Oil prices fell to fresh April lows on Friday as slowing economic growth threatened to worsen ongoing oversupply of crude and refined products.
International Brent crude oil futures were trading at $42.51 at 0617 GMT, down 19 cents, or 0.4 percent, from their previous close, the lowest since April.
U.S. West Texas Intermediate (WTI) crude fell 26 cents, or 0.6 percent, to $40.88 a barrel, slipping below $41 for the first time since April.
Both crude benchmarks are now down around 20 percent since their last peak in June.
Because refiners produced too much fuel from cheap crude, margins in the Americas, Europe and Asia have fallen sharply this year, eroding revenues for oil producers and refiners like Royal Dutch Shell, which this week reported poor results.
"Margins remain on a negative trajectory ... This seems a clear signal that Atlantic Basin refined product markets are currently oversupplied," Jason Gammel of U.S. investment bank Jefferies said on Friday.
Benchmark Singapore refinery margins are down 60 percent from their January highs to $4.28 per barrel, with stocks of product brimming near historic highs.
"We expect that the upcoming maintenance season combined with economic run cuts will correct the refined product markets... (and) the corresponding reduction in crude oil demand could weigh on Brent prices in the near term," he added.
On the supply side, Iranian exports to Asia's main buyers - China, India, Japan and South Korea - jumped 47.1 percent in June from a year ago to 1.72 million barrels per day, the highest levels in over four years.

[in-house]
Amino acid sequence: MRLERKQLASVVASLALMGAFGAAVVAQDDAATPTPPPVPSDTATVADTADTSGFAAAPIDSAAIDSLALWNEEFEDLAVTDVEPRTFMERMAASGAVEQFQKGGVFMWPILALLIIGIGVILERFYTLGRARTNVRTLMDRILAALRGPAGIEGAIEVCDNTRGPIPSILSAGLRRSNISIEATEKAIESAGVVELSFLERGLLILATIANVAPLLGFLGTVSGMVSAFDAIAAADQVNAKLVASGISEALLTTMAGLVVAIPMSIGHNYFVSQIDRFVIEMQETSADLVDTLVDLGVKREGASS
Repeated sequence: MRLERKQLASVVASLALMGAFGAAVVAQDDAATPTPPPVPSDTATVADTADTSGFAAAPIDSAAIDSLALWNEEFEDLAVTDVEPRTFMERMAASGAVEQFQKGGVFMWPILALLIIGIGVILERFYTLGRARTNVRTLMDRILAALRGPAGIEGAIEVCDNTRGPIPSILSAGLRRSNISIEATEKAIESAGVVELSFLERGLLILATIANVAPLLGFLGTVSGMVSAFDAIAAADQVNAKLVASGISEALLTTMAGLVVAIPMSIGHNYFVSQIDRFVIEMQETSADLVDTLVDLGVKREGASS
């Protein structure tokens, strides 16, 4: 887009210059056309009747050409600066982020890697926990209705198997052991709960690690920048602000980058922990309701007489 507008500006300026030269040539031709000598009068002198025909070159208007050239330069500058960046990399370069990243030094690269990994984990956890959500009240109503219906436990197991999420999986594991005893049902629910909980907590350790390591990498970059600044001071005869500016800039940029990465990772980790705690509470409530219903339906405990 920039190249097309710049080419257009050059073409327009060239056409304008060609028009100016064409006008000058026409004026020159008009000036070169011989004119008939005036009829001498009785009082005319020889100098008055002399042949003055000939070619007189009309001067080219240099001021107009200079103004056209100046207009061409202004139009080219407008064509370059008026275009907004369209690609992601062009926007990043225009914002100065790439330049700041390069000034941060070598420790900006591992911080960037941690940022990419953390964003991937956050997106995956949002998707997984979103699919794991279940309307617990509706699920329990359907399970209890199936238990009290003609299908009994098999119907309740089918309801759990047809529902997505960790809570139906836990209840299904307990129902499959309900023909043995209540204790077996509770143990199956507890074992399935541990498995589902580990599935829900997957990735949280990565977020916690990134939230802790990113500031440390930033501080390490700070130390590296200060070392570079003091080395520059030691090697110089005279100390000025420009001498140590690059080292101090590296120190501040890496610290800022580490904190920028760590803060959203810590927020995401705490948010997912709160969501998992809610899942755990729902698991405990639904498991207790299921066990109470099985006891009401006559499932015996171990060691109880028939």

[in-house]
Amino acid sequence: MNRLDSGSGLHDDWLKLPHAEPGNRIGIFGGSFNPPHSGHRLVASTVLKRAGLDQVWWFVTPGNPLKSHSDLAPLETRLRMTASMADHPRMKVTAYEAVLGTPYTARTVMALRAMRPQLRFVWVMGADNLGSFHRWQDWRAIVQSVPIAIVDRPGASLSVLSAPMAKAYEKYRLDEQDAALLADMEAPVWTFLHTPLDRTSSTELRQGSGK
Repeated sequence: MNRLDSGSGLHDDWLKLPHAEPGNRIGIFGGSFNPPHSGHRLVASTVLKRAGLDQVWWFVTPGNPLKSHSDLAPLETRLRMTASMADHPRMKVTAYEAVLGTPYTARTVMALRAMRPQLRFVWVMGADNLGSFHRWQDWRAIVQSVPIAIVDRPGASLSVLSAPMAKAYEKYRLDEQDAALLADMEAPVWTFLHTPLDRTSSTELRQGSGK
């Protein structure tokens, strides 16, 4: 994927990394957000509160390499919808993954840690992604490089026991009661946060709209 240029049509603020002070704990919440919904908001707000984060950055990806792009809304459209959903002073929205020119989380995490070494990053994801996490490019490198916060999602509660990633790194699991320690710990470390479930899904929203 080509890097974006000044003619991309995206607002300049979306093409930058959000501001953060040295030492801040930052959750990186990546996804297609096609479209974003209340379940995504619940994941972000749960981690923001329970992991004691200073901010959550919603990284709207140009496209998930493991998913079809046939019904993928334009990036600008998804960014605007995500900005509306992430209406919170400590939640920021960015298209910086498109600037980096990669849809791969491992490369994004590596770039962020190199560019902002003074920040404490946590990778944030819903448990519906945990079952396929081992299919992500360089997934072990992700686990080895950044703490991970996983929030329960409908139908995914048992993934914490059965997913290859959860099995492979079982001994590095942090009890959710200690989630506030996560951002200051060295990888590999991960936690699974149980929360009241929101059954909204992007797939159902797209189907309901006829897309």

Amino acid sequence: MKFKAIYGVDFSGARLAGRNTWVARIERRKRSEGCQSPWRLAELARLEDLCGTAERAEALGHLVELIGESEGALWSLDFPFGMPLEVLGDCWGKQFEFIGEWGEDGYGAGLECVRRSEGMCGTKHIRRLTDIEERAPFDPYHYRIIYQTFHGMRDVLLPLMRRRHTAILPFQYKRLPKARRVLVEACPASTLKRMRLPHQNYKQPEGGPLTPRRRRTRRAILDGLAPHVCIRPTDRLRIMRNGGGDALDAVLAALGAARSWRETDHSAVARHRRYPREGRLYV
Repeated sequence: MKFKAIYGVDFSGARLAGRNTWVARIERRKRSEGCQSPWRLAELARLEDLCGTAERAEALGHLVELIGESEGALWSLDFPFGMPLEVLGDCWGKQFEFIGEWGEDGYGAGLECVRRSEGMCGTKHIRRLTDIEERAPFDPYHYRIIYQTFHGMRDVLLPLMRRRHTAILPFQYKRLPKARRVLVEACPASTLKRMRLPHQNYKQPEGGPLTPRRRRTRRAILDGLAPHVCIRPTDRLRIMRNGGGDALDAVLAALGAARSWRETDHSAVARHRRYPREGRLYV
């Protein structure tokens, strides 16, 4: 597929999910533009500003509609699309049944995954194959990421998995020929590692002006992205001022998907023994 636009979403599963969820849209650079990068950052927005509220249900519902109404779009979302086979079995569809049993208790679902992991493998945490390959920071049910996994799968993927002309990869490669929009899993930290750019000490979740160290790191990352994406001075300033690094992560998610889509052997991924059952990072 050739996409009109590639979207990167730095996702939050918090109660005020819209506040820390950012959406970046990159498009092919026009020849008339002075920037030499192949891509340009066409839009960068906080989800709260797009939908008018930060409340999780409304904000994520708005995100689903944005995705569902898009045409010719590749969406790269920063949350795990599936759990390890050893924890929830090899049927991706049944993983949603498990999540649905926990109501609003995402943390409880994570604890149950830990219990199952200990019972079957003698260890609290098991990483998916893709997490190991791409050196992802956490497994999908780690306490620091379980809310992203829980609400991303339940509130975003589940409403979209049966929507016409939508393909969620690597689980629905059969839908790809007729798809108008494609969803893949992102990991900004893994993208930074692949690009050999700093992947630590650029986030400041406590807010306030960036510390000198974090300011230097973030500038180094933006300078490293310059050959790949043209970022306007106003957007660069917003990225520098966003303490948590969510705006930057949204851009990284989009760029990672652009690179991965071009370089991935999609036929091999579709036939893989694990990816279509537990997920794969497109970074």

The sales jump is the latest sign that Tehran's aggressive moves to recoup market share, lost under international sanctions, are paying off.
Because of ongoing oversupply, U.S. bank Goldman Sachs said this week that it did not expect a big recovery in prices any time soon.
"We continue to expect that oil prices will remain in a $45 per barrel to $50 per barrel trading range through mid-2017 with near-term risks skewed to the downside," the bank said.
Despite this, some analysts said recent price falls in oil had been overdone, especially as demand remains strong despite concerns over future economic growth.
"Investors have become overly bearish on oil as U.S. production and gasoline inventories continue to rise. We think those concerns are unwarranted.
Underlying demand in the U.S. remains robust," ANZ bank said.
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